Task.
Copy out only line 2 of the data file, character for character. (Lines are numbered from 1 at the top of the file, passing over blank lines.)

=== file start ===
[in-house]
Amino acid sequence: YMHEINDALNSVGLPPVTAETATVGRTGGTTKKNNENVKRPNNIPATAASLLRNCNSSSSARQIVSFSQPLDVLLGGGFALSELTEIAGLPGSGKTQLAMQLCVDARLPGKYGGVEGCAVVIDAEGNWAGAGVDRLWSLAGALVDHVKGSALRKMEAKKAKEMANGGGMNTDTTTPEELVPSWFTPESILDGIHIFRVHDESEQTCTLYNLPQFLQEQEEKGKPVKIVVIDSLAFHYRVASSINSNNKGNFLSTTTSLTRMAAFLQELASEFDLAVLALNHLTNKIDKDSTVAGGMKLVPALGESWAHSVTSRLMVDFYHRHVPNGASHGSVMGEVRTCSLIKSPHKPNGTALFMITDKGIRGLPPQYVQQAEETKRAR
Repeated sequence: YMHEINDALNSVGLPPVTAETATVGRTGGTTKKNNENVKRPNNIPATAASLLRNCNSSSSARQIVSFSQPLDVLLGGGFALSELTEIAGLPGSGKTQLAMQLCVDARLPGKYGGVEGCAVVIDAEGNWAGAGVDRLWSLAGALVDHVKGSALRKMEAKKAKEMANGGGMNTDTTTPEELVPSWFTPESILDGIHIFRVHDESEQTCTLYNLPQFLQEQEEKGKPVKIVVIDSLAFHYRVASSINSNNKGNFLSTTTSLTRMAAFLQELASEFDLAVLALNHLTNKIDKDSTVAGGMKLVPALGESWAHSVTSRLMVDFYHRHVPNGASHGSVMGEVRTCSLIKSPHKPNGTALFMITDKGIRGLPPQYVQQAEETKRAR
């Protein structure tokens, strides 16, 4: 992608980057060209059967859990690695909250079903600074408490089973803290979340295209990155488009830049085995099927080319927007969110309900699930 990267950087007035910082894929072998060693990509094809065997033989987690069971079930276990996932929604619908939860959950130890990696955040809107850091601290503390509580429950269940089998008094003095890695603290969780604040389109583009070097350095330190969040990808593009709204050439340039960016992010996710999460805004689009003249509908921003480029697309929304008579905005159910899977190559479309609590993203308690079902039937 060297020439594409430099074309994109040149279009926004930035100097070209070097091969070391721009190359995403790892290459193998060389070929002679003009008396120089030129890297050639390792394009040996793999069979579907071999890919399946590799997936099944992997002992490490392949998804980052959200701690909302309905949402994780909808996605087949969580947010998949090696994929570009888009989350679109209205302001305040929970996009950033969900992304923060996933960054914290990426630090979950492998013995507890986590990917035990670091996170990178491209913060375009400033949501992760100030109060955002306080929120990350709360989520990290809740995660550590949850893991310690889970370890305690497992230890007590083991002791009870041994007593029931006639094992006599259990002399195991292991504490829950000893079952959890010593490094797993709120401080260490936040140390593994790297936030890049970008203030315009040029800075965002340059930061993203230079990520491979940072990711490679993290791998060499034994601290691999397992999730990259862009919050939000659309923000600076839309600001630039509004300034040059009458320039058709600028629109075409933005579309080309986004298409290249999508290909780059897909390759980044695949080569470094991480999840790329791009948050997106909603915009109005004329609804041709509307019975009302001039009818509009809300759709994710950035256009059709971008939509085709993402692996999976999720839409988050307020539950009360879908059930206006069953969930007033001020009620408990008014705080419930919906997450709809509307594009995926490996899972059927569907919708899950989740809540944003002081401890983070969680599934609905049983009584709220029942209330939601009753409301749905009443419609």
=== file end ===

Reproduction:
Amino acid sequence: YMHEINDALNSVGLPPVTAETATVGRTGGTTKKNNENVKRPNNIPATAASLLRNCNSSSSARQIVSFSQPLDVLLGGGFALSELTEIAGLPGSGKTQLAMQLCVDARLPGKYGGVEGCAVVIDAEGNWAGAGVDRLWSLAGALVDHVKGSALRKMEAKKAKEMANGGGMNTDTTTPEELVPSWFTPESILDGIHIFRVHDESEQTCTLYNLPQFLQEQEEKGKPVKIVVIDSLAFHYRVASSINSNNKGNFLSTTTSLTRMAAFLQELASEFDLAVLALNHLTNKIDKDSTVAGGMKLVPALGESWAHSVTSRLMVDFYHRHVPNGASHGSVMGEVRTCSLIKSPHKPNGTALFMITDKGIRGLPPQYVQQAEETKRAR